Pro-American Abdullah Abdullah Leads in Afghanistan Elections

Pro-American former Afghan Foreign Minister Abdullah Abdullah won 44.9% of the vote in Afghanistan's April 5th presidential election and will face former Finance Minister Ashraf Ghani Ahmadzai, who received 31.5% of the vote, in a run-off expected to be held on May 29th, according to Afghanistan’s Tolo News.

Both top vote-getters are opponents of current President Hamid Karzai and would be strong supporters of signing a security agreement allowing American forces to remain in the country past 2014.

Mr. Abdullah, a northerner of mixed Tajik and Pashtun ethnicity, would be one of the few northerners to lead a country historically dominated by southern Pashtuns. Abdullah lost to Karzai, who has been the country’s leader since the United States toppled the Taliban regime in 2009, a few months after the 9/11 attacks. If Abdullah wins the run-off, it would be the first democratic transfer of power in Afghanistan history.

The last effort at such a power transfer in Afghanistan took place after the overthrow of the Marxist regime in 1992. The anti-communist Islamist insurgent groups' inability to share power in the transitional government led to the rise of the Taliban movement.

If the current process succeeds, the next president will take office sometime after June.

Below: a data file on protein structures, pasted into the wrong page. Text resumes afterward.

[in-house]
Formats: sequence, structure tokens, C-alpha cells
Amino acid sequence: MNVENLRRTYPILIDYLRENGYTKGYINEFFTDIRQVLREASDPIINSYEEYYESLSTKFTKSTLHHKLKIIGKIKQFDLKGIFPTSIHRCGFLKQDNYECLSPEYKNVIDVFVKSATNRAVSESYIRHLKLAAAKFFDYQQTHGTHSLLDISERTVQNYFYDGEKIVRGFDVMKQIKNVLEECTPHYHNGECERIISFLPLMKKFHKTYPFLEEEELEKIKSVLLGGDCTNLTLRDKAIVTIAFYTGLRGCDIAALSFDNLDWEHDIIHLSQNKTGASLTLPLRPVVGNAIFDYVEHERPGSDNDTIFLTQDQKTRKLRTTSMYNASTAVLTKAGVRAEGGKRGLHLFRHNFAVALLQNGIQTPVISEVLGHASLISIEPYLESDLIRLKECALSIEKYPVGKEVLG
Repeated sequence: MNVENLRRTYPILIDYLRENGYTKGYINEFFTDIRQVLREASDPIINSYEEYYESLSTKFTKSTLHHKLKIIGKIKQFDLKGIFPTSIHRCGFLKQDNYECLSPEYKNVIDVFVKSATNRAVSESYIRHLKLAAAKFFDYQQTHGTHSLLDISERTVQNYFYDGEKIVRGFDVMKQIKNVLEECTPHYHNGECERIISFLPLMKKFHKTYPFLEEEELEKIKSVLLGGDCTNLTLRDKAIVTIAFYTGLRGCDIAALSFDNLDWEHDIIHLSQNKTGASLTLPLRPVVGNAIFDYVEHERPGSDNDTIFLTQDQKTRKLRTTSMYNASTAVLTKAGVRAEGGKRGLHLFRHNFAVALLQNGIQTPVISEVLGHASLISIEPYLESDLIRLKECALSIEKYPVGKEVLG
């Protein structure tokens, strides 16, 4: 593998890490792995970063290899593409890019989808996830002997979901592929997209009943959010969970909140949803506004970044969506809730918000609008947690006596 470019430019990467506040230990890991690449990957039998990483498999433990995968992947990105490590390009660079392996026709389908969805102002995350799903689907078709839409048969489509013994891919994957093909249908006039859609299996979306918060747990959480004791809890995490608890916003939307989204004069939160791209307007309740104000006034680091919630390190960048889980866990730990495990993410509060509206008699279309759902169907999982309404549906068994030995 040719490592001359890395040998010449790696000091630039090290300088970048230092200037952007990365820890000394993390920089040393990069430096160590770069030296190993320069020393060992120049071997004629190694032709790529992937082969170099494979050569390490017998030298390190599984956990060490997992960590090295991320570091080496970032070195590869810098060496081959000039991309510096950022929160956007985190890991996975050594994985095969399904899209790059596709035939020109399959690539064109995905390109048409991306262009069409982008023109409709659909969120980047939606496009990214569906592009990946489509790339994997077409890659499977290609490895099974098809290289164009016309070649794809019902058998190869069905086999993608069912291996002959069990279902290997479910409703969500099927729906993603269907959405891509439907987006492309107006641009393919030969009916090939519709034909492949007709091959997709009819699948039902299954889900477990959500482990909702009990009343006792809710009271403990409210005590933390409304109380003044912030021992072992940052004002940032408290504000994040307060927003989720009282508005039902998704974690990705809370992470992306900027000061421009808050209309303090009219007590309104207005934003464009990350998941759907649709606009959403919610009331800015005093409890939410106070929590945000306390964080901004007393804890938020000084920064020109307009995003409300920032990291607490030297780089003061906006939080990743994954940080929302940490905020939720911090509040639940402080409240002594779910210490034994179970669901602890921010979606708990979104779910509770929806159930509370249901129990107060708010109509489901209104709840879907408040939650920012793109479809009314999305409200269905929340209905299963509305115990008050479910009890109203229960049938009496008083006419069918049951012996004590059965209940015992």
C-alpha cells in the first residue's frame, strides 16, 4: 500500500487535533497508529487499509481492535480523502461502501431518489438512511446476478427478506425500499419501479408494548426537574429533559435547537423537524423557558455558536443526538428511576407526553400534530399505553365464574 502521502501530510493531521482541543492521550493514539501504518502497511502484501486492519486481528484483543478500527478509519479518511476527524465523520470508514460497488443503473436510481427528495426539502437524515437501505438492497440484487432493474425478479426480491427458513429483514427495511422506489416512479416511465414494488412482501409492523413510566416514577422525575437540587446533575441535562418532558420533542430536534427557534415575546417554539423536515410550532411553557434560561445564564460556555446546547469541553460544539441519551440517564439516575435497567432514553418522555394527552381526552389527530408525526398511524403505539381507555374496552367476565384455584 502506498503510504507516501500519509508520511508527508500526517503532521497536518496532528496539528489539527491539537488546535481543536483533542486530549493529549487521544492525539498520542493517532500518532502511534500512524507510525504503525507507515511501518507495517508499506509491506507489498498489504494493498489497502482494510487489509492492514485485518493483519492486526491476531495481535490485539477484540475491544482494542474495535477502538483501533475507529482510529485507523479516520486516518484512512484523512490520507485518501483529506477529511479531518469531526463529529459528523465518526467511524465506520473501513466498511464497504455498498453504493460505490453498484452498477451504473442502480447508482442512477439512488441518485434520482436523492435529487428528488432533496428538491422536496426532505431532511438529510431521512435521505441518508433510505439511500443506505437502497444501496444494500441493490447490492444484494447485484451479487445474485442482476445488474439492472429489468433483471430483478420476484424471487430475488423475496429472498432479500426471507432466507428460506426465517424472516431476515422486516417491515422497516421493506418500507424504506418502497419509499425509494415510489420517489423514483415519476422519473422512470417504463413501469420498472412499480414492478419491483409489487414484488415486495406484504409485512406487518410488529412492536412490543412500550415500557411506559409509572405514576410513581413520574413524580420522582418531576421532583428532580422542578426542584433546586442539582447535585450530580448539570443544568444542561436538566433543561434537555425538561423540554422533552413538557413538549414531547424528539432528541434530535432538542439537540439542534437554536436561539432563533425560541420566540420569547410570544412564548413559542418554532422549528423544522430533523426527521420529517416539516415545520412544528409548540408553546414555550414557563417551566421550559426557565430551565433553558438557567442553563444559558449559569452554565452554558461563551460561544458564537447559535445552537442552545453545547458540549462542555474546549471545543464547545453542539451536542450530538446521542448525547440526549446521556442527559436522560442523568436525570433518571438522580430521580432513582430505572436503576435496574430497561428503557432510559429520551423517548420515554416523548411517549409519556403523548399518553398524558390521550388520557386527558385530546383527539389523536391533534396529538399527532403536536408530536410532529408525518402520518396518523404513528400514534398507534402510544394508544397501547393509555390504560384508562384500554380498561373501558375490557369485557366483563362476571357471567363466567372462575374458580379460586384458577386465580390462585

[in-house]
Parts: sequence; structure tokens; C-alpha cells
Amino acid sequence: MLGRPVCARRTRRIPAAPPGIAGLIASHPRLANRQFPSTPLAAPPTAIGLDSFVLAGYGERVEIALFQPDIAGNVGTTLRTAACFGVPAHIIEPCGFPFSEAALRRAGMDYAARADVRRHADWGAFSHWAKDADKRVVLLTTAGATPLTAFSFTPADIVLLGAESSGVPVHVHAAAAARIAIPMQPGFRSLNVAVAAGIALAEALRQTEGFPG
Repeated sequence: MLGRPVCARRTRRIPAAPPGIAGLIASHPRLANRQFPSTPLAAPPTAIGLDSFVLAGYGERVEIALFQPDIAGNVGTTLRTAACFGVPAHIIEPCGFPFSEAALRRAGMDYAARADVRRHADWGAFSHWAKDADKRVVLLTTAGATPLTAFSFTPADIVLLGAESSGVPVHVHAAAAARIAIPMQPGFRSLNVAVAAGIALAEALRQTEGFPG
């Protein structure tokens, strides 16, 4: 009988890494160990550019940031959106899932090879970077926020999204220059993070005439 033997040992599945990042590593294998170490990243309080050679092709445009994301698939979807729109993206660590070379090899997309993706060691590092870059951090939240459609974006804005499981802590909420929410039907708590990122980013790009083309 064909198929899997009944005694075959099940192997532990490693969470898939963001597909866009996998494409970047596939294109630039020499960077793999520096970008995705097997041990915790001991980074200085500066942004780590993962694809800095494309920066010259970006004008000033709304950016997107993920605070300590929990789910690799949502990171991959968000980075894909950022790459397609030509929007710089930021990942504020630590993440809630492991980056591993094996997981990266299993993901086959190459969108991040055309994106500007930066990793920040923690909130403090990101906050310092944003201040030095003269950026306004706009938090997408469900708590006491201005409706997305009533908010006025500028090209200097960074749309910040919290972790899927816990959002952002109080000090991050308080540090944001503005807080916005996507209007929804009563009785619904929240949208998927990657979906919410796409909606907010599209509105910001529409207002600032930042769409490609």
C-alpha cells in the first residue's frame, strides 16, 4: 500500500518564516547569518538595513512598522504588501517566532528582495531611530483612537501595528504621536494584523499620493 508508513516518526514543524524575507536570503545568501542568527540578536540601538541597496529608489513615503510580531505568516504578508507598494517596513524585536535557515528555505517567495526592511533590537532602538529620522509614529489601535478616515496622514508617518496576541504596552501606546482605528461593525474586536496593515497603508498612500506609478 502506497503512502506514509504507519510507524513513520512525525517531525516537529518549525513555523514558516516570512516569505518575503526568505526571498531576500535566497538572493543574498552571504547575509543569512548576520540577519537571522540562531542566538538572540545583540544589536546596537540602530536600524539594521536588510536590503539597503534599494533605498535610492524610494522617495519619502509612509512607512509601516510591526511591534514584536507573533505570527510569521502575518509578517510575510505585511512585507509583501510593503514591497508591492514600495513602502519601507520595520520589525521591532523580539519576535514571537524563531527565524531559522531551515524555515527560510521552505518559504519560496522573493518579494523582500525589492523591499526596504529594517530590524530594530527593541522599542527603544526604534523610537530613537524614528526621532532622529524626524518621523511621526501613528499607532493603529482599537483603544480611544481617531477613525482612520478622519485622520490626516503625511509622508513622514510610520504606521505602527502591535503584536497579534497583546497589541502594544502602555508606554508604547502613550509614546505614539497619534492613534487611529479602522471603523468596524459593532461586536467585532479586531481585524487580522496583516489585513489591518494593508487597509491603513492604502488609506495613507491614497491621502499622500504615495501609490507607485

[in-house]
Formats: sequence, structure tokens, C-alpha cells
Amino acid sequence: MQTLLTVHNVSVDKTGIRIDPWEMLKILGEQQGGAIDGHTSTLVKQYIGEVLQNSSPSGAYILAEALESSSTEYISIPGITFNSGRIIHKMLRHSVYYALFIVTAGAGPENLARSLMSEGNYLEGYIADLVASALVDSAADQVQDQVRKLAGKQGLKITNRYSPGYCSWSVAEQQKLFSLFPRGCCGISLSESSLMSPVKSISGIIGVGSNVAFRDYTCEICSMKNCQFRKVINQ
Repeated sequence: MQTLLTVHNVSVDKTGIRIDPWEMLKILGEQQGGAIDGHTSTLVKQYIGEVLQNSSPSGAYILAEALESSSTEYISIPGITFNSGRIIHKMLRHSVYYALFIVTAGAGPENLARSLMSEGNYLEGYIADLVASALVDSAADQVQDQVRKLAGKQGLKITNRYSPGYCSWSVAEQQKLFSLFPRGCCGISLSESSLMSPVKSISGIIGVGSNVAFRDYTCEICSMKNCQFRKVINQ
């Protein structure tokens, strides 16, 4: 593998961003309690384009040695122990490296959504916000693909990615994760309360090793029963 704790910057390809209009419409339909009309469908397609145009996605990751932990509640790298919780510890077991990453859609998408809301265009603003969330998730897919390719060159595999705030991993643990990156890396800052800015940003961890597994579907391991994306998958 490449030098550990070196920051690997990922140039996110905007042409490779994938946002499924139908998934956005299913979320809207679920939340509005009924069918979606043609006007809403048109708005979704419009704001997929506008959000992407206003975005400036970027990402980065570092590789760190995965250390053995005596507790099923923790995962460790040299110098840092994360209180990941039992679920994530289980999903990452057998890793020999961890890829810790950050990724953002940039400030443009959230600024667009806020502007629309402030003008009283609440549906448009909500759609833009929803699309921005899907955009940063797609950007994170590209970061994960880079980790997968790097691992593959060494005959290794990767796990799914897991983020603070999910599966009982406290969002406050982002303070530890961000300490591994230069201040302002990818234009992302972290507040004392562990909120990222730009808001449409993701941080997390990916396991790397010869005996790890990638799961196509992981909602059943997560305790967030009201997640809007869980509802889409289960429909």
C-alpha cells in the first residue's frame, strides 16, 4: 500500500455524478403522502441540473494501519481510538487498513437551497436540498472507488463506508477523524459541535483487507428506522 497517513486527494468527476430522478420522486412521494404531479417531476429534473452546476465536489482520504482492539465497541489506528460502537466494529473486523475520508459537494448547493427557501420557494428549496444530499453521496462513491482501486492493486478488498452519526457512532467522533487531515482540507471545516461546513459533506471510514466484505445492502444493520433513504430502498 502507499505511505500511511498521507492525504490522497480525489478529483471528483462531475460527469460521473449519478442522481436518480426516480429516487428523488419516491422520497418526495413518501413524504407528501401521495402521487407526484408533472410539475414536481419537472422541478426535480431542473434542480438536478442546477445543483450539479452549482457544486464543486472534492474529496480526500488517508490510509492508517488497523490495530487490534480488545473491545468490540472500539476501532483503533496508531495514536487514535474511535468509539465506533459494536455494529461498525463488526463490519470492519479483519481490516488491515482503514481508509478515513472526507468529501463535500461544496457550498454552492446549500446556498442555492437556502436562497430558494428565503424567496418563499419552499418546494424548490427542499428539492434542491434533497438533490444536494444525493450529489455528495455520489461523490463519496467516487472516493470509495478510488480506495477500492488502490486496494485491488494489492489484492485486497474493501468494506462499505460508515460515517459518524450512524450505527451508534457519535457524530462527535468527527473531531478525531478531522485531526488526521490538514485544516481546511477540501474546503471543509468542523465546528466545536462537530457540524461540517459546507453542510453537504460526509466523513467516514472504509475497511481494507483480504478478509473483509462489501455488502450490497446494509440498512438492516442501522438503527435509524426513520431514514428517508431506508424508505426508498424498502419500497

Given the Afghanistan fighting season runs from about April 1st to September 30th, the new president will take office at the annual height of Taliban insurgency. According to Stratfor Global Intelligence, “The drawdown of NATO forces represents a unique opportunity for Afghan jihadists to exploit the opening in the system and try to undermine it. The Taliban are trying to pull together the biggest offensive since the insurgency began 12 years ago.”

The Obama administration and Pakistan had supported a negotiated power-sharing agreement with the Taliban last year. The Karzai government closed their negotiating office in Qatar in June due to aversion to any jihadist style of governance by various Afghan tribes. Stratfor writes that Taliban leader Mullah Mohammad Omar had tried to “adjust the movement's rhetoric and behavior to accommodate public opinion,” but rank-and-file jihadis gave no indication of willingness to submit to a democratic process.

Stratfor believes that the Taliban will make an all-out push to demonstrate that “once NATO forces are out and Karzai is no longer in office, the new leadership will be unable to provide security. People want stability, though they are still wary of Taliban rule. So the Taliban are resorting to attacks to show that life will still be miserable if the government does not meet their demands.”

The Taliban goal has been to reshape the political system so they can have a dominant role. President Karzai's refusal to sign the Bilateral Security Agreement killed Taliban negotiations as he sought to “shed perceptions that he was a U.S. puppet – something he would need to do if he wants to wield influence after leaving the presidency.”

The next Afghan president will have to ensure the ethnic, tribal, and political factions within the country can be balanced off with relations between neighboring Shiite Muslim Iran and Sunni Muslim Pakistan. The expected big Taliban offensive this year will seek to make the transition to a new Afghan administration as difficult as possible.

The author welcomes feedback and will respond to comments by readers.


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